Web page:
Permits And No Regulations Could Spell Legal Challenges
The state Department of Health signaled to environmental regulators today that the health assessment for the hydrofracking review will take longer.
That paved the way for DEC Commissioner Joe Martens to essentially announce that while the agency won’t be able to meet its Wednesday deadline for the thick environmental impact statement, which also puts the final Feb. 27 release of its regulations in question as well.
But Martens announced in a statement that the DEC could still continue on the fracking permits even if the regulations aren’t in place and the health impact doesn’t show serious issues with fracking and human health.
“If the DOH Public Health Review finds that the (Supplemental Generic Environmental Impact Statement) has adequately addressed health concerns, and I adopt the SGEIS on that basis, DEC can accept and process high-volume hydraulic fracturing permit applications 10 days after issuance of the SGEIS,” Martens said. “The regulations simply codify the program requirements.”
It’s a slightly difficult thing to discern, especially since Martens’ statement is a bit difficult to parse through.
So the next question becomes: What happens if permits for high-volume fracking are issued without the regulations in place? That could lead to a lengthy court challenge, environmental groups told me today as they read through both DOH Commissioner Nirav Shah’s letter as well as the Martens statement.
If the regulations and SGEIS stayed paired, that would require a re-opening of a 45-day public comment period, plus at least one public hearing. That’s a prospect that could once again delay fracking from moving forward.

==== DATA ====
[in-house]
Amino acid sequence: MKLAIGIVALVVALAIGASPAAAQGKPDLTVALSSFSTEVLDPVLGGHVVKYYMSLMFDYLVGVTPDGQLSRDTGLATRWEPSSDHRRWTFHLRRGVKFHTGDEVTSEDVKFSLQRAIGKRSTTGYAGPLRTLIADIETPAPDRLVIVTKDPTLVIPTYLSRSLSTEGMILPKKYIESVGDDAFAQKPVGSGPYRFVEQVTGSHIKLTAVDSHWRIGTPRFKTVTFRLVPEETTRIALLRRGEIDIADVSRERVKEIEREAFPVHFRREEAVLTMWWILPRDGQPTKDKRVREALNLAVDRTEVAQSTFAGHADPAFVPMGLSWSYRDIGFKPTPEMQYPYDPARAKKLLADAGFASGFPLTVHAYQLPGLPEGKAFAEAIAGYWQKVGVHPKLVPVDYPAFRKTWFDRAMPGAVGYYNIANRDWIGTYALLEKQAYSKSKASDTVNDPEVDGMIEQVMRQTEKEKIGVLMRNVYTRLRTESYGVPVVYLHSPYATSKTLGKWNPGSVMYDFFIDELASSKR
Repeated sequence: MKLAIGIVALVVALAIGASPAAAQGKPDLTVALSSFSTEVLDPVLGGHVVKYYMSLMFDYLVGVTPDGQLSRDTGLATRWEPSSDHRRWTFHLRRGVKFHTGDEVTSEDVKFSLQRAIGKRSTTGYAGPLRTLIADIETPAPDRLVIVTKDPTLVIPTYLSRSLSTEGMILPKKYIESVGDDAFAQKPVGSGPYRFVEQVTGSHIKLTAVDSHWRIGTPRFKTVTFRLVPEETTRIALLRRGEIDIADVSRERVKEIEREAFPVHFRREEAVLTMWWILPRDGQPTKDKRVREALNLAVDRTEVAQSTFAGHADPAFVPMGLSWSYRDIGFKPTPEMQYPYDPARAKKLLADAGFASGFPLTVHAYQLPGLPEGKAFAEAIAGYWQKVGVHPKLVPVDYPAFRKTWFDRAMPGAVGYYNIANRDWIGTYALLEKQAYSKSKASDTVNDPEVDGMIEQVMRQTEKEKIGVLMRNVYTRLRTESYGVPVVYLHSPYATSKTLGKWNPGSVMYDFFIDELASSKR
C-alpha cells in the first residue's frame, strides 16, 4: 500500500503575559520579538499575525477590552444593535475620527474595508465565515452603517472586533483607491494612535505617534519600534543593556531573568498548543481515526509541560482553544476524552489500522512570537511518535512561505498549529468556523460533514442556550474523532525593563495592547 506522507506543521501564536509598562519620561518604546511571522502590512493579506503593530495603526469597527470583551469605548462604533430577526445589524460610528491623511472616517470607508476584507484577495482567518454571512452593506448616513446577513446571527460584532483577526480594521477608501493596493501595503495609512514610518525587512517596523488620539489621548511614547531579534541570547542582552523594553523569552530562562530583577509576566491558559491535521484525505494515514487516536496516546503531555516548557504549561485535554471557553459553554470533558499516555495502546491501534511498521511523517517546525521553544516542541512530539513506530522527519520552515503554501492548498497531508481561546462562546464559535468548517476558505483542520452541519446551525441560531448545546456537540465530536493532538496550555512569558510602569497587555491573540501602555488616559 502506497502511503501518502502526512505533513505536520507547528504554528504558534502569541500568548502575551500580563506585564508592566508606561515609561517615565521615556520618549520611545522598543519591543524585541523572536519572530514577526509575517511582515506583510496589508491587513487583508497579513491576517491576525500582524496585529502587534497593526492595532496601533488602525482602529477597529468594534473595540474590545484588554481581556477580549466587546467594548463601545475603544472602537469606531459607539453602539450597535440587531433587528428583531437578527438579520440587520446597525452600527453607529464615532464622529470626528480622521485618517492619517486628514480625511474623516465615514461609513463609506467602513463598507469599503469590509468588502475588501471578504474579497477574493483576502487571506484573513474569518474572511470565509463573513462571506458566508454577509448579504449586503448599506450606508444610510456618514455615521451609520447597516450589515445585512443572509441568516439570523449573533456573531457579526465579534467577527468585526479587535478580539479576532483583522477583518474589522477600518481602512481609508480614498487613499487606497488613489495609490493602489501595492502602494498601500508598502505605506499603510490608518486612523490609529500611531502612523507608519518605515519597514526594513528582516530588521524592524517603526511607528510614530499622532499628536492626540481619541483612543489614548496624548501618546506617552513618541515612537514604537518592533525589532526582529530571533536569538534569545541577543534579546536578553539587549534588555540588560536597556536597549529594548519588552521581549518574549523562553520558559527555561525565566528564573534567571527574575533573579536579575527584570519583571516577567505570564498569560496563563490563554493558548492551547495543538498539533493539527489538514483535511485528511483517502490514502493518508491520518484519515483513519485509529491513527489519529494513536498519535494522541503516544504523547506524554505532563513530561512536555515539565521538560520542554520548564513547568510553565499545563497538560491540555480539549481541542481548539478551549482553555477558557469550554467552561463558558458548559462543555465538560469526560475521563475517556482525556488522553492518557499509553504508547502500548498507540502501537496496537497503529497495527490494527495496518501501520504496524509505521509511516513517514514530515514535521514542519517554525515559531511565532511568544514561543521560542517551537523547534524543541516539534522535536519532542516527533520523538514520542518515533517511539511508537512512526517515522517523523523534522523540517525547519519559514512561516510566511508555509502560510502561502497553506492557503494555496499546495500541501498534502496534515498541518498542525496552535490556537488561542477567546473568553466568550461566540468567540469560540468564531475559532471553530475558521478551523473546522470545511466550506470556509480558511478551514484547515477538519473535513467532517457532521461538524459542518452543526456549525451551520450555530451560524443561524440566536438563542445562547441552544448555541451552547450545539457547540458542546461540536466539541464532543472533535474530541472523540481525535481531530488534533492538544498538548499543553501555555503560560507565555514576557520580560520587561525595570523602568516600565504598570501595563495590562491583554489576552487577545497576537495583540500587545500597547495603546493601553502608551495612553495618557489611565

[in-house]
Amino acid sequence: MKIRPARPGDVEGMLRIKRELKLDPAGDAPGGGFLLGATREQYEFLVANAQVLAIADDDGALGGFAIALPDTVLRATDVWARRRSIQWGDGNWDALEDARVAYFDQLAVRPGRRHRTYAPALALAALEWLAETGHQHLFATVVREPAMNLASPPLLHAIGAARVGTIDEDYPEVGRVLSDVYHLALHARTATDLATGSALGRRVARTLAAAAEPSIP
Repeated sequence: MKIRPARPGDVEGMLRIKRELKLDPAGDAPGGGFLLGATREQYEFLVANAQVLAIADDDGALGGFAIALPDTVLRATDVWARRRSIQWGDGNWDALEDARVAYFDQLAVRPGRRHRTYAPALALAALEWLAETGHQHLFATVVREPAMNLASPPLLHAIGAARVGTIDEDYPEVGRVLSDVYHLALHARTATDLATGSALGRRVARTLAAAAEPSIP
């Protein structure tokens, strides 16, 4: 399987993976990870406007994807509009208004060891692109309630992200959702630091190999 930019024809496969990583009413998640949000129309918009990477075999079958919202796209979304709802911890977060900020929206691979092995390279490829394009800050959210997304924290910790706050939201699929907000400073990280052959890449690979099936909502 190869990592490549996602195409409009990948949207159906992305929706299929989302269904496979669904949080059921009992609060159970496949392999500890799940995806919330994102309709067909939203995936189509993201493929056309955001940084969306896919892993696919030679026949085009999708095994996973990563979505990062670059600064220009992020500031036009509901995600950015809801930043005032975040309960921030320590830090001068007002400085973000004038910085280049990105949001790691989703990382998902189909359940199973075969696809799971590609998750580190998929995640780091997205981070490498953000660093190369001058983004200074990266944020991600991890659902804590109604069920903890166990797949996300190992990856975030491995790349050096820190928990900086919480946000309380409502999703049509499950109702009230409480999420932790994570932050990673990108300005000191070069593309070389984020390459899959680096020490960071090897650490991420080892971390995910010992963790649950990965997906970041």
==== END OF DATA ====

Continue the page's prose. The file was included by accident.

But separating the environmental impact statement from the official regulations could also lead to legal challenges.
In a statement, the Sierra Club — which split its statmenets between a glowing one for Shah and a skeptical response to Martens — referred to the environmental review process as a “de fact regulatory program” that is of questionable legality should permits be issued.
“The Sierra Club cautions that moving forward with permitting, after the SGEIS has been completed and before a new regulatory review has been finalized will be met with fierce opposition. We trust that the DEC will indeed take this opportunity to reevaluate the legality of using an environmental review process as a de facto regulatory program. “
While the industry is eager to move forward to natural gas drilling in parts of upstate, they were heartened by Martens’s stance on moving forward with permits.
“Given the DEC Commissioner’s assurances that this delay will not mean delays for issuing permits, we respect the administration’s need to finish this last study and finally come to resolution. We also know that it can and must end with a decision to move forward with creating jobs in the Southern Tier. The clock is ticking. It’s time for action. It’s time for safe natural gas development.”
|Print article||This entry was posted by Nick Reisman on February 12, 2013 at 6:25 pm, and is filed under Fracking. Follow any responses to this post through RSS 2.0. Both comments and pings are currently closed.|
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